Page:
Our primary responsibility as turtle patrollers is to monitor, document, and report on sea turtle activity for the state of Florida. From mid-April through October, each day from about dawn, CWC patrollers walk the Gulf beaches, primarily on Manasota Key, looking for evidence of sea turtle activity from the previous night. A secondary but also important responsibility is outreach.
Patrollers walk on assigned days and on assigned zones, or beach sections, most about a half-mile long. Most patrollers walk in pairs or in small groups.
Early in the season, we look for wide, vehicle-like tracks in the sand left by female sea turtles that crawl onto the beaches in search of suitable nest locations. Later on we also look for tiny tracks left by little hatchlings.
Of the seven species of sea turtles world-wide, three nest on Florida’s beaches. The predominant nester here is the loggerhead. Greens nest here in increasing numbers. Kemp’s ridleys, the smallest and rarest of the sea turtles, nest in Florida in very small numbers. Loggerheads and green sea turtles usually nest at night. In contrast, Kemp’s ridleys nest during the day, particularly very windy days.
Based on the large turtle tracks found, patrollers identify the species and visually determine whether the turtle nested. Sea turtles often return to the water without nesting. Causes for non-nesting emergences or “false crawls” include noise, artificial lights, and the presence of predators, dogs or people. Turtles also return to the sea for reasons known only to them. After recording the location and other details, we cross out false crawls (usually by drawing deep, obvious lines or X’s through them). This is done to avoid counting the same crawl again the following morning.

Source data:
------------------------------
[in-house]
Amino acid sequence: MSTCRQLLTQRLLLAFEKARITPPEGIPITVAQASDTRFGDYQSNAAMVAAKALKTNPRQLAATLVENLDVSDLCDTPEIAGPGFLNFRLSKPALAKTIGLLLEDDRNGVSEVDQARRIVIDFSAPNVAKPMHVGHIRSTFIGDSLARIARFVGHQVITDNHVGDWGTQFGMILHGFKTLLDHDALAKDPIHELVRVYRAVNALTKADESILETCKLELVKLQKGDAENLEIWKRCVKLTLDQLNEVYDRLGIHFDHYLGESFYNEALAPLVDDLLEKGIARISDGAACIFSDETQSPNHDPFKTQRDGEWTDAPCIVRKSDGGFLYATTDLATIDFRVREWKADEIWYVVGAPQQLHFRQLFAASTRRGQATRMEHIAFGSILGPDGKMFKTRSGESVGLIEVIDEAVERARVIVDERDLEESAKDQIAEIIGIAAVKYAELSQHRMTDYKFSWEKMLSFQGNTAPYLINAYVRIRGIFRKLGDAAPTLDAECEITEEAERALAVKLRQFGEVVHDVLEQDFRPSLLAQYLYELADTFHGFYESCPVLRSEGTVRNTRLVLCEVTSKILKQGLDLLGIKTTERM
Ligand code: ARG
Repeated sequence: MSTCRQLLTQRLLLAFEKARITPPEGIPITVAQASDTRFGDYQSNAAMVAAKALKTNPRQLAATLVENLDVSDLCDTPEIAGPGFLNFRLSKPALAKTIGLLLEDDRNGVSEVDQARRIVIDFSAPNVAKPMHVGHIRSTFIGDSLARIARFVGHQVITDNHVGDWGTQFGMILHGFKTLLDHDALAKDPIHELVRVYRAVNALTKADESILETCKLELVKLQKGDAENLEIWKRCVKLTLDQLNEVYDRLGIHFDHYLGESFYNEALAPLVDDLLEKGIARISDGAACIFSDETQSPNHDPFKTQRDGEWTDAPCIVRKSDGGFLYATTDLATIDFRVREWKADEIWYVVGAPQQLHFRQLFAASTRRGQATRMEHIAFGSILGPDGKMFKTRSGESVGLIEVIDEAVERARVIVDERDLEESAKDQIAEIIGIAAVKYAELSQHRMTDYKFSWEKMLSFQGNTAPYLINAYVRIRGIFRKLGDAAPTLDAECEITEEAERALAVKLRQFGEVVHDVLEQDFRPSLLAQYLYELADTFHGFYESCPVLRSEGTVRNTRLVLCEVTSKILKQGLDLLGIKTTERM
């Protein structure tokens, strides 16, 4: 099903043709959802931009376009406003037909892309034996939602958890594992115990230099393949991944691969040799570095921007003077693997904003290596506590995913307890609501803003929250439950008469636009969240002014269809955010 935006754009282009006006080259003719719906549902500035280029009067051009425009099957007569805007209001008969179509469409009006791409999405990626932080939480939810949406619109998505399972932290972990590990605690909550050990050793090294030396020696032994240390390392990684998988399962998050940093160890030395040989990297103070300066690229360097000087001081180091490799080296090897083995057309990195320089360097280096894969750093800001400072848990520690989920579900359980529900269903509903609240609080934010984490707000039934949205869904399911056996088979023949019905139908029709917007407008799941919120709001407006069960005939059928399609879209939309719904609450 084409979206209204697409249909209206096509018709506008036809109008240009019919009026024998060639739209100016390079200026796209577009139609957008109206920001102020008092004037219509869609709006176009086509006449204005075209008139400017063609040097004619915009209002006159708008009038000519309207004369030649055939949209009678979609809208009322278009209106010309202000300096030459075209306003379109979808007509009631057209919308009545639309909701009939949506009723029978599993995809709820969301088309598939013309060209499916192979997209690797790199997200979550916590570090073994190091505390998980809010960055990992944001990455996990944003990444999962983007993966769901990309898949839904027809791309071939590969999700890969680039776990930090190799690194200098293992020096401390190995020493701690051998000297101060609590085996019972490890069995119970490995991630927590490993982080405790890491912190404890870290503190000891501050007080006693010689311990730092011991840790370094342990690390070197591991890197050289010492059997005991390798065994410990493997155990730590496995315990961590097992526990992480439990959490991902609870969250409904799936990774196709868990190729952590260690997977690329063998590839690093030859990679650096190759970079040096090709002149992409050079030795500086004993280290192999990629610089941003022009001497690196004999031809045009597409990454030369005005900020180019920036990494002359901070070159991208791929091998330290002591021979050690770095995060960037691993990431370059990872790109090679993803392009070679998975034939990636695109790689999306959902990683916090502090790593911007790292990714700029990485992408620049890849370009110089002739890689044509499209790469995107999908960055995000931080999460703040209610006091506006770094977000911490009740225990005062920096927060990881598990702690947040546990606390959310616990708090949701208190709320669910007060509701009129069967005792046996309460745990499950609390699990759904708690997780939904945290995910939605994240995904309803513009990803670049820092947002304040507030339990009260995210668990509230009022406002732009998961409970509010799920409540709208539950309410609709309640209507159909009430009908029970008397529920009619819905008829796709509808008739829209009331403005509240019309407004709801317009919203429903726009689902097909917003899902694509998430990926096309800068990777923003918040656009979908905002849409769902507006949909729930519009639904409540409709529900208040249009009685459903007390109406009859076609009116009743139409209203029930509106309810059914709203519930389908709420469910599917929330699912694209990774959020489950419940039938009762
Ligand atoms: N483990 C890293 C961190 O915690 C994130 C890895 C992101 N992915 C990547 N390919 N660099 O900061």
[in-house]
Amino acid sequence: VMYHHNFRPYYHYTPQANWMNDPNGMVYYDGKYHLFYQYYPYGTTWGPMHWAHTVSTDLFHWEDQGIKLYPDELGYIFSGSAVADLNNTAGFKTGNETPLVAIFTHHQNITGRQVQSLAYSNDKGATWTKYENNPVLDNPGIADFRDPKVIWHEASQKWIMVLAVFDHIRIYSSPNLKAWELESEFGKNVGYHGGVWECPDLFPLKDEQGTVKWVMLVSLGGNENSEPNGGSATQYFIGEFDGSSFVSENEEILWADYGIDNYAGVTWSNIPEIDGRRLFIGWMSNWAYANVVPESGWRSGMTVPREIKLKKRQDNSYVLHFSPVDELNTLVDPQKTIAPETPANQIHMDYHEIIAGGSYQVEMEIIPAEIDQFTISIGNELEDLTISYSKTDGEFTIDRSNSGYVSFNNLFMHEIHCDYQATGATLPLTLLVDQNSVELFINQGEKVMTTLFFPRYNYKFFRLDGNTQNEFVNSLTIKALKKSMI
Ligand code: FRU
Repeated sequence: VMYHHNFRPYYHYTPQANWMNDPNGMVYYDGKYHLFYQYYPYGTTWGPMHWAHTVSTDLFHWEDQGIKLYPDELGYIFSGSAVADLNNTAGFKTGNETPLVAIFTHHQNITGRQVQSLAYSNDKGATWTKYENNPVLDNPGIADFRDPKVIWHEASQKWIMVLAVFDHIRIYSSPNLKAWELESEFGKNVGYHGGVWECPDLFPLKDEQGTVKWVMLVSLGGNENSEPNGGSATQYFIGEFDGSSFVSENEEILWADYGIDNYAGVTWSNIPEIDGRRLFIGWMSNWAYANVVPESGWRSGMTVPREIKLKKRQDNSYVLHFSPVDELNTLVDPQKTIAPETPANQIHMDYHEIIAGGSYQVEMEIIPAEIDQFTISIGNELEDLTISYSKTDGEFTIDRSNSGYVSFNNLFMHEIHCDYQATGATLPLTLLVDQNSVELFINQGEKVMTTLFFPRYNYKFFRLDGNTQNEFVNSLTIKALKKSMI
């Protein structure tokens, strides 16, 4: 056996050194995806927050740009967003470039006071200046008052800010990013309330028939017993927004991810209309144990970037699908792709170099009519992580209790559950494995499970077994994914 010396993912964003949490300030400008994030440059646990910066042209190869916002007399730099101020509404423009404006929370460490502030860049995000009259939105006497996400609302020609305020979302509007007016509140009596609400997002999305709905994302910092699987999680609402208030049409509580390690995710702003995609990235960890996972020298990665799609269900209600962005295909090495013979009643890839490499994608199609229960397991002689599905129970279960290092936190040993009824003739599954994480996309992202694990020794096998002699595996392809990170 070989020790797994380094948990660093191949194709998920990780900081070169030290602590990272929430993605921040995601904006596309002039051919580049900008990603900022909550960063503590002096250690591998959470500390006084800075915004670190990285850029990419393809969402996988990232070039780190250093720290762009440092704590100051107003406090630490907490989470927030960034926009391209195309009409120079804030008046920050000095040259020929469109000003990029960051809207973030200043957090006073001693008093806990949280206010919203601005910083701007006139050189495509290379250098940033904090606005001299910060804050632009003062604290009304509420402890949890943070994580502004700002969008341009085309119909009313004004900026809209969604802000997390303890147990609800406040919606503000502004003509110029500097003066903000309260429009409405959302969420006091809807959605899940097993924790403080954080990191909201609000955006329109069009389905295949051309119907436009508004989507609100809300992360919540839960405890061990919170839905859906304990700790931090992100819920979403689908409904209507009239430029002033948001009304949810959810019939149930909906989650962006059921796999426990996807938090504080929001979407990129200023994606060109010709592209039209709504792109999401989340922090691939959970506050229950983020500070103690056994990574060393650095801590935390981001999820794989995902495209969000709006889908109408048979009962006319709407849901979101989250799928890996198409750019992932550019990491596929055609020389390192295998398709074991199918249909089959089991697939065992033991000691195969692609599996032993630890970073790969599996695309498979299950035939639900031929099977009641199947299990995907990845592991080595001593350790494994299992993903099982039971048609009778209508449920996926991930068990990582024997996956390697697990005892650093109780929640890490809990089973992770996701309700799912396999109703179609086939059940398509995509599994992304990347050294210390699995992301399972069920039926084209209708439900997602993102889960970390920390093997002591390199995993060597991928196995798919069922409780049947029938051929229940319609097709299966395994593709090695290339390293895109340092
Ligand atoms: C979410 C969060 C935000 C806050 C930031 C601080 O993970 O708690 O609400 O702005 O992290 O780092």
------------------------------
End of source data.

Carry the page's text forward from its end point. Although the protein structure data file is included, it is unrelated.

Sea turtles nest multiple times in a season at about 2-week intervals. They usually skip several seasons before nesting again.
After digging a hole or egg chamber, a sea turtle lays her eggs deep in the sand. She covers the eggs with her rear flippers and then flings sand backwards with her front flippers, covering the nest area. Though camouflaged, most nests are apparent to experienced patrollers. We visually identify nests and then mark them to facilitate data collection and to help beach users avoid disturbing them. After recording location, date, any obstructions encountered, and other data, we cross out nest tracks. As with false crawls, we do this to avoid double counting them.
About 2 months after the first nests are documented, and usually by the end of June, patrollers start to watch carefully for signs of hatchling emergence. Three days after emergence is noted, we inventory nest contents for all nests or for a percentage of nests, depending on the protocol for a particular zone. A three-day delay allows any “late bloomers” to emerge on their own. We record numbers of eggs hatched, unhatched, dead hatchlings, and so on. Live hatchlings still in a nest are released immediately to crawl unaided to the water. Inventories of green and Kemp’s ridley nests include collecting samples for DNA studies and other research.
In September and October, patrollers remove all materials from the beach and store them in preparation for the next season.
Procedures for nest marking and data collection may differ from zone to zone depending on state agency requirements for particular beaches and on the instructions of individual Principal Permit Holders, who supervise the work. CWC procedures may differ also from other monitoring programs in Florida and from those in other states.
We submit our data in end-of-season reports to the Florida Wildlife Research Institute (FWRI) of the Florida Fish and Wildlife Conservation Commission (FWC). We are permitted for our beach work by the FWC.